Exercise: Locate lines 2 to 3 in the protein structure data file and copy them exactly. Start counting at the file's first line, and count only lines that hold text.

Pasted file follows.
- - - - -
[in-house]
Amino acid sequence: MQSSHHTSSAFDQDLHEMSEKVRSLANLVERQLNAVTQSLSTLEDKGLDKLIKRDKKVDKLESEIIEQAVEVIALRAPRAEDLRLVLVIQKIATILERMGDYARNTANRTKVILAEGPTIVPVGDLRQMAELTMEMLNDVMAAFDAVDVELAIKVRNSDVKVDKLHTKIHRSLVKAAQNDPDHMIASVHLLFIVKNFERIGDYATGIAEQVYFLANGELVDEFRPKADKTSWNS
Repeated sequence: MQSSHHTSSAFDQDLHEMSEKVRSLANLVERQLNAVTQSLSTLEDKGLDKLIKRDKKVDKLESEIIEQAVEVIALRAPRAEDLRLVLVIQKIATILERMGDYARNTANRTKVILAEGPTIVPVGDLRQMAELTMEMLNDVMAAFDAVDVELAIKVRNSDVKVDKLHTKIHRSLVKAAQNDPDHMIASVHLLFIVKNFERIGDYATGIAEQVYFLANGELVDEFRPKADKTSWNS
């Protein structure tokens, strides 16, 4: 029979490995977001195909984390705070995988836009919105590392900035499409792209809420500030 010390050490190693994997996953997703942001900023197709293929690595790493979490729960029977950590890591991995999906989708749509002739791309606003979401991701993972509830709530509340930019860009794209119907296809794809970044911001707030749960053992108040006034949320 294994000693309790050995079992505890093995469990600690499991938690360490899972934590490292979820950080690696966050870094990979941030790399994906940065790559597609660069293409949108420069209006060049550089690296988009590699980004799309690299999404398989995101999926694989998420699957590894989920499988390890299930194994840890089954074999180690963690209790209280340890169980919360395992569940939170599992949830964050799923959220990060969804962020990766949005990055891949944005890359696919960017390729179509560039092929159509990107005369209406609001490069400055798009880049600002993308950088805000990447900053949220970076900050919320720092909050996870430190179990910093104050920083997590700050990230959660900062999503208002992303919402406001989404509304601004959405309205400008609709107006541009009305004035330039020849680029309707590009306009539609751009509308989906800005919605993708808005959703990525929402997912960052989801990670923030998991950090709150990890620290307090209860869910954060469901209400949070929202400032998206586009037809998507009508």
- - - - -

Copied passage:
Amino acid sequence: MQSSHHTSSAFDQDLHEMSEKVRSLANLVERQLNAVTQSLSTLEDKGLDKLIKRDKKVDKLESEIIEQAVEVIALRAPRAEDLRLVLVIQKIATILERMGDYARNTANRTKVILAEGPTIVPVGDLRQMAELTMEMLNDVMAAFDAVDVELAIKVRNSDVKVDKLHTKIHRSLVKAAQNDPDHMIASVHLLFIVKNFERIGDYATGIAEQVYFLANGELVDEFRPKADKTSWNS
Repeated sequence: MQSSHHTSSAFDQDLHEMSEKVRSLANLVERQLNAVTQSLSTLEDKGLDKLIKRDKKVDKLESEIIEQAVEVIALRAPRAEDLRLVLVIQKIATILERMGDYARNTANRTKVILAEGPTIVPVGDLRQMAELTMEMLNDVMAAFDAVDVELAIKVRNSDVKVDKLHTKIHRSLVKAAQNDPDHMIASVHLLFIVKNFERIGDYATGIAEQVYFLANGELVDEFRPKADKTSWNS